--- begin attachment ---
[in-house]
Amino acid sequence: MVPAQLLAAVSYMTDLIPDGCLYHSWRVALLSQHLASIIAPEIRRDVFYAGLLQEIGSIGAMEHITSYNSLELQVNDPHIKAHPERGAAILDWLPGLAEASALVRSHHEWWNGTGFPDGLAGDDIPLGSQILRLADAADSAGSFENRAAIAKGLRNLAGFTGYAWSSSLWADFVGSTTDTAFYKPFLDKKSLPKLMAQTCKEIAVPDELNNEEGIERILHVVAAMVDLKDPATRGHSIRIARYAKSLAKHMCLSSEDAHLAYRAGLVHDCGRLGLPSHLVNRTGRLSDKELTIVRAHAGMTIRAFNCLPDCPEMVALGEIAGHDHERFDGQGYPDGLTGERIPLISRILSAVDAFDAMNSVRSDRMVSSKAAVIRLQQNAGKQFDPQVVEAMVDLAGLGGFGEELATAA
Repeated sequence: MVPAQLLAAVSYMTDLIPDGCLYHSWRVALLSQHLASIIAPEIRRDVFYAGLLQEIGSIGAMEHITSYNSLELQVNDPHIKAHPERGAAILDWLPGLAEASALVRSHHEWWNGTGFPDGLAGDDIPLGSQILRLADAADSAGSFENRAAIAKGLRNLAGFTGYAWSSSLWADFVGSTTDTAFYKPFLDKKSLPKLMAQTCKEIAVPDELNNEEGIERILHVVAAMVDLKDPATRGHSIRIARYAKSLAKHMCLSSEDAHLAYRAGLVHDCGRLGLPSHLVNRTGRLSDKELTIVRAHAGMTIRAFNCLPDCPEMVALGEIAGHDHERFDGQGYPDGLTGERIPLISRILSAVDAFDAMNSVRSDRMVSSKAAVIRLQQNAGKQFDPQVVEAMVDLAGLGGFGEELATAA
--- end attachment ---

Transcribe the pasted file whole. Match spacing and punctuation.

[in-house]
Amino acid sequence: MVPAQLLAAVSYMTDLIPDGCLYHSWRVALLSQHLASIIAPEIRRDVFYAGLLQEIGSIGAMEHITSYNSLELQVNDPHIKAHPERGAAILDWLPGLAEASALVRSHHEWWNGTGFPDGLAGDDIPLGSQILRLADAADSAGSFENRAAIAKGLRNLAGFTGYAWSSSLWADFVGSTTDTAFYKPFLDKKSLPKLMAQTCKEIAVPDELNNEEGIERILHVVAAMVDLKDPATRGHSIRIARYAKSLAKHMCLSSEDAHLAYRAGLVHDCGRLGLPSHLVNRTGRLSDKELTIVRAHAGMTIRAFNCLPDCPEMVALGEIAGHDHERFDGQGYPDGLTGERIPLISRILSAVDAFDAMNSVRSDRMVSSKAAVIRLQQNAGKQFDPQVVEAMVDLAGLGGFGEELATAA
Repeated sequence: MVPAQLLAAVSYMTDLIPDGCLYHSWRVALLSQHLASIIAPEIRRDVFYAGLLQEIGSIGAMEHITSYNSLELQVNDPHIKAHPERGAAILDWLPGLAEASALVRSHHEWWNGTGFPDGLAGDDIPLGSQILRLADAADSAGSFENRAAIAKGLRNLAGFTGYAWSSSLWADFVGSTTDTAFYKPFLDKKSLPKLMAQTCKEIAVPDELNNEEGIERILHVVAAMVDLKDPATRGHSIRIARYAKSLAKHMCLSSEDAHLAYRAGLVHDCGRLGLPSHLVNRTGRLSDKELTIVRAHAGMTIRAFNCLPDCPEMVALGEIAGHDHERFDGQGYPDGLTGERIPLISRILSAVDAFDAMNSVRSDRMVSSKAAVIRLQQNAGKQFDPQVVEAMVDLAGLGGFGEELATAA